“And then you take him on the field and I’m telling you, Sean – quickly, as his workout was going on – he just had a vision of, ‘I know how I can use this guy.’ Maybe you didn’t see as much of the run game on film that maybe you saw this year that was pretty explosive, but we felt good with him coming out of the backfield running routes, his ability to catch the ball. He had a very good season.”
Kamara’s good was among the best – he led the team in touchdowns (14), a franchise rookie record that surpassed George Rogers’ 13 in 1981 (Rogers was named Offensive Rookie of the Year in ’81). He totaled 1,554 yards from scrimmage (728 rushing, 826 receiving), averaged 7.7 yards per touch and gave the Saints the longest play in franchise history, a 106-yard kickoff return for a touchdown against Tampa Bay in the regular-season finale.
Also, Kamara was a Pro Bowler and second-team All-Pro at the flex position, and joined Pro Football Hall of Famer Gale Sayers as the second rookie in league history to score five rushing touchdowns, five receiving touchdowns and a special teams touchdown in his first season.
The timeshare plan with which the Saints entered the season – with Kamara, Mark Ingram and Adrian Peterson – had to be scrapped because of the rookie’s promise. Peterson was traded after Week 4.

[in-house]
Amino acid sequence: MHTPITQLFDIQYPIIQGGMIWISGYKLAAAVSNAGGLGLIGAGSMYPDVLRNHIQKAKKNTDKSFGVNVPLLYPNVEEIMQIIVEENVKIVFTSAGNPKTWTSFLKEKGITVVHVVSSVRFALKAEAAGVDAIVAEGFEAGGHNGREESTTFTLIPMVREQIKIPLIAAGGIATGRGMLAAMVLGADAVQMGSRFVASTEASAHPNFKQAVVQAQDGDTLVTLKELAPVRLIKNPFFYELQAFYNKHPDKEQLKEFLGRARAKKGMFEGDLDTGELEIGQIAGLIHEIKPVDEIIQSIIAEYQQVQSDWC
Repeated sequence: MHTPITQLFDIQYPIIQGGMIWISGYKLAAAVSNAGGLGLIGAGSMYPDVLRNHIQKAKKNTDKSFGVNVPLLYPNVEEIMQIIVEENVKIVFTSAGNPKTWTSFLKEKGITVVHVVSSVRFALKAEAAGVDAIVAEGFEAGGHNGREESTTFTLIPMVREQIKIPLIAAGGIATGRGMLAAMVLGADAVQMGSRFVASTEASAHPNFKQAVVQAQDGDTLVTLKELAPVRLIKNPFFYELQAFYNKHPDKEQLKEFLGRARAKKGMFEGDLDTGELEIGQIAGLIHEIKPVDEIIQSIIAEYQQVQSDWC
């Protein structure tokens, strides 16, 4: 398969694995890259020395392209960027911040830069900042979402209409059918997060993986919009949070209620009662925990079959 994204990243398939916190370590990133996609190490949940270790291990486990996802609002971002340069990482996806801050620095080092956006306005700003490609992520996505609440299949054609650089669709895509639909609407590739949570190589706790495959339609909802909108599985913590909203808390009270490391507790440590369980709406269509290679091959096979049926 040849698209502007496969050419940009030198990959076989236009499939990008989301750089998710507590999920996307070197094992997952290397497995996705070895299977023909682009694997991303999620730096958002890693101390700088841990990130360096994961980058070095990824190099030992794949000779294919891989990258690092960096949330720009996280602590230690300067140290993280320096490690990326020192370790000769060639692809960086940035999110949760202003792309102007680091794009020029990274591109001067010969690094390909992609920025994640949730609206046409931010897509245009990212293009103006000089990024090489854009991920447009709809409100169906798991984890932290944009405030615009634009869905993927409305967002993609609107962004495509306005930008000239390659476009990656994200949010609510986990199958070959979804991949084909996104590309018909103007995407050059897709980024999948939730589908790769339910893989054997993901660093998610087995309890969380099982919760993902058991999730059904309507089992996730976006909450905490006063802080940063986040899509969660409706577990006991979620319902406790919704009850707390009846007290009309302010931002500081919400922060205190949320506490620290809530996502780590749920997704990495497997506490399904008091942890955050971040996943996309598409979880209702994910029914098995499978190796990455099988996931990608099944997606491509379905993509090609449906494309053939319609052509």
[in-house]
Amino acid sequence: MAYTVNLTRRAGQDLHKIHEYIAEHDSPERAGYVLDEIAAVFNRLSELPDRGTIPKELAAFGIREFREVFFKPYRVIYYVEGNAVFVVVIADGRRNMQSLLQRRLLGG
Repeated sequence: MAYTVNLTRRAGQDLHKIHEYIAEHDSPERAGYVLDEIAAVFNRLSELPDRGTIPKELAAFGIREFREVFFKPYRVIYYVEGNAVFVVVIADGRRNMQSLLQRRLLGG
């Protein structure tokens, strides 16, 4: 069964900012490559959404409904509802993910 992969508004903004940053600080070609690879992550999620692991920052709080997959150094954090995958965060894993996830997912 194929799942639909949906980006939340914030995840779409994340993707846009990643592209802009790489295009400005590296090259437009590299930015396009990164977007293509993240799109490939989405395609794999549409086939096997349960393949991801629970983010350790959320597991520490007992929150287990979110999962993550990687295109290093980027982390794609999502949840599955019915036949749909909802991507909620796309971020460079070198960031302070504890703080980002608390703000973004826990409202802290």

“I think the more and more exposure you had to him, the more you saw him get reps live in games, you felt like, this guy is special,” Carmichael said. “We felt like, hey, this guy needs to get more and more and more reps and with his experience, he’s just going to keep getting better.”
Photos of the Saints' 2017 Draft Picks.
While Kamara’s production grew, Ramczyk’s impact was immediate and steady.
He was a season-opening starter at left tackle due to injury, shifted to right tackle due to injury, played both positions in one game due to injury, and never missed a snap.
But while injuries contributed to his initial starts, effectiveness kept him in the lineup as he became a bargain as the last pick of the first round, No. 32 overall, acquired from the Patriots in the deal that sent receiver Brandin Cooks to New England.